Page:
by Kalliopi Venieri with Vincent Guy
Rudolf & Kalliopi Photo: Giorgos Turkovasilis
Rudi Joins our Company
Once Rudi’s freedom was officially established, the Cuevas company invited him to dance with us in Sleeping Beauty, our new production in Paris. We were waiting for him to join us in rehearsal at the big studio. About 80 of us: pianist, conductor, the dancers, some friends, including Olivier Merlin. Rudi arrived, dressed in black, amazingly fit, strong as a young horse. Dazzled, we all stood up and applauded him as he walked into the studio,
When he started dancing he looked like a black panther, with huge leaps and fantastic spins! Not to mention the beauty of his 22-year-old face! We knew we were watching one of the greatest dancers of the century.
At that time Nureyev and Clara were meeting nearly every day for outings with friends and I was to join them myself several times. We went out with him on Bastille Day, the 14th of July. He was so happy, laughing and eating candy like a child. Another time was at a popular restaurant in Les Halles, the old Paris food market. He was recognised and the entire clientele was staring at us. But Rudolf was crying; he’d just got a letter from his mother begging him to go back to Russia, or she would never see him again.
His first performance with us was a pas de deux, "The Bluebird" from Sleeping Beauty. His debut was in a matinée. As he and his partner walked on stage, there was an enormous noise, whistling and cat-calling. At least one third of the audience, we later found out, was the Soviet contingent, demonstrating against him.
Immediately the rest of the audience started yelling against the Communists, so there was a double barrage. Of course against this monstrous racket it was impossible for poor Rudi and his partner to hear the orchestra. They just managed to mark in the steps. From the wings the rest of us added to the noise shouting: “Go! Go! Go! Rudi, don’t stop!“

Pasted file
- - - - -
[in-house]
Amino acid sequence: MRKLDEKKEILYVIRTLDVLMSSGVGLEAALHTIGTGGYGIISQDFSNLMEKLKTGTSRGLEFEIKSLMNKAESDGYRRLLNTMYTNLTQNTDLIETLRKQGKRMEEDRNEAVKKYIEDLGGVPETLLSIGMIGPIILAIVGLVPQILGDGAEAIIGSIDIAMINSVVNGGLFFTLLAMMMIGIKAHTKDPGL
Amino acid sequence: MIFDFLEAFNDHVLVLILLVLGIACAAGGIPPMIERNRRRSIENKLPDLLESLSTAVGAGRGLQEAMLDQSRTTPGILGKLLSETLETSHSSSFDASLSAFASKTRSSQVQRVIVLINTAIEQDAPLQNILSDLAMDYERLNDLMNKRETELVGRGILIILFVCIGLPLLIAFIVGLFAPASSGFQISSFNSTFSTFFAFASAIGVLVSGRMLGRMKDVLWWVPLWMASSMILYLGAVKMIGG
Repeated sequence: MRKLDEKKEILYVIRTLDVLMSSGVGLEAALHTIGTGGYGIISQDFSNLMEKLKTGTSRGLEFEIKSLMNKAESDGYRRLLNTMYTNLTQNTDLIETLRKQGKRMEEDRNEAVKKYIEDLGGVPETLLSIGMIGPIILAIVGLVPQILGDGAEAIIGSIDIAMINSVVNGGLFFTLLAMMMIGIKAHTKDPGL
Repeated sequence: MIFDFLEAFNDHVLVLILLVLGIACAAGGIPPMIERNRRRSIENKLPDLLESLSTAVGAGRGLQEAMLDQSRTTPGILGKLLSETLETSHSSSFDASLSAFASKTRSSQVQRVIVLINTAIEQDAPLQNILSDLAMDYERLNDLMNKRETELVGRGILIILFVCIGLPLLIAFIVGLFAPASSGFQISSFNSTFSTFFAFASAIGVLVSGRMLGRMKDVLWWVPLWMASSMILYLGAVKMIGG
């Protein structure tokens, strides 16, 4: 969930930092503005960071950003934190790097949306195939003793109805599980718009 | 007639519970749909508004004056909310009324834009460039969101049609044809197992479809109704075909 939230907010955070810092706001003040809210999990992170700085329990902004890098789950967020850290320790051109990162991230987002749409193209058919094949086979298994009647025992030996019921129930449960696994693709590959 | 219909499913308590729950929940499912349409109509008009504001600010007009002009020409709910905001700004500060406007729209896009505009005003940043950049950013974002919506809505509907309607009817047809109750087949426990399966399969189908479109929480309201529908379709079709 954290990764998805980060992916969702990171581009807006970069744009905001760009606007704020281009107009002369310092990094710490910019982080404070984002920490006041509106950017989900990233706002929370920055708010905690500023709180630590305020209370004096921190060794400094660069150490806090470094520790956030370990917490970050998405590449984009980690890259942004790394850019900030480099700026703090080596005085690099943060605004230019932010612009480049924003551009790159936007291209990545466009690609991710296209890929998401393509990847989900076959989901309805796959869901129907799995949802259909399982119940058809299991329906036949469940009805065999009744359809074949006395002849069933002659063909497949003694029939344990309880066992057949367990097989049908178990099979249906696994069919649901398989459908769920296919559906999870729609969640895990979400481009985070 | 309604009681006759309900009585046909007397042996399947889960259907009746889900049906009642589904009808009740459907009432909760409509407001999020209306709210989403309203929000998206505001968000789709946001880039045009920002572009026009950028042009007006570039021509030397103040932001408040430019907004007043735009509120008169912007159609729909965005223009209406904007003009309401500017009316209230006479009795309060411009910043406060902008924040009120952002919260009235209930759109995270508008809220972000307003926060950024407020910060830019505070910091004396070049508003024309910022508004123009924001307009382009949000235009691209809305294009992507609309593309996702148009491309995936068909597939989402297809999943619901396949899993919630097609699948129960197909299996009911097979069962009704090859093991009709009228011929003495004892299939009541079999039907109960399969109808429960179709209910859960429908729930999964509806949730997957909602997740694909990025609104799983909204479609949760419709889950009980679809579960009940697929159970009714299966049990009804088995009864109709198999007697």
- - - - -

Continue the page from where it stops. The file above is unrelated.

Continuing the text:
By the end of the dance the Communists had added stink bombs full of urine to all that pandemonium; the stage was stinking and dangerously wet, but Rudi did not stop. Finally, the police came and got all the troublemakers out of the theatre, so the rest of the performance went on peacefully enough. What an experience to remember! I see it - and smell it - even now.
Rudolf in rehearsal. Photographer unknown
Saying No to Nureyev
He stayed with our company for about three months, travelling around. During maintenance class and rehearsals I often noticed him looking at me, sometimes staring. Was it my friendship with Clara? Or was he thinking of giving me a chance to dance with him? It turned out he’d told the director, Raymondo de Larrain, I should dance a matinée with him. This put me in a dilemma, as I’d also been invited to the Hamburg Opera as guest ballerina to be coached by George Balanchine, the great choreographer. I chose Balanchine. That was the first time I said "No" to Nureyev.
The other time I said "No" to Rudi was less dignified. It was in Tel Aviv. One afternoon I was watching him rehearse. As he finished dancing, exhausted, he came and flopped down next to me:
“Psst!!” he said, clicking his fingers.
“Go and get me a drink! Now, go!”
I turned, looked at him, shook my head and said:
“No! Absolutely Not!”
Immediately he stood up in front of me and spat full in my face. I walked away and of course left him thirsty.
There he showed the dark side of his character.
A sweeter moment, in Venice. After the performance we emerged from the theatre to find the city blanketed with snow. All the gondolas completely white. We walked to the Piazza San Marco. The sight was so beautiful that, even though we’d just been on stage for four hours, we started dancing again in the middle of the square. Then Rudi appeared among the snowflakes. His face pale, he said to us: “It was so cold in my hotel room I had to come outside and walk to get warm!” He found it funny that we were dancing madly on the white virgin snow in San Marco Square. And the flakes kept falling on the statues, the bridges, the palaces of Venice.
Kalliopi in rehearsal Photo: Siegfried Regeling, reworked by Vincent Guy
Dancer by Colum McCann is a novel telling Rudolf’s whole life story. And a thorough factual version is Nureyev, a Biography by Peter Watson, who happens to be a friend of Vincent’s from schooldays.
Originally published on the website Edinburgh Music Review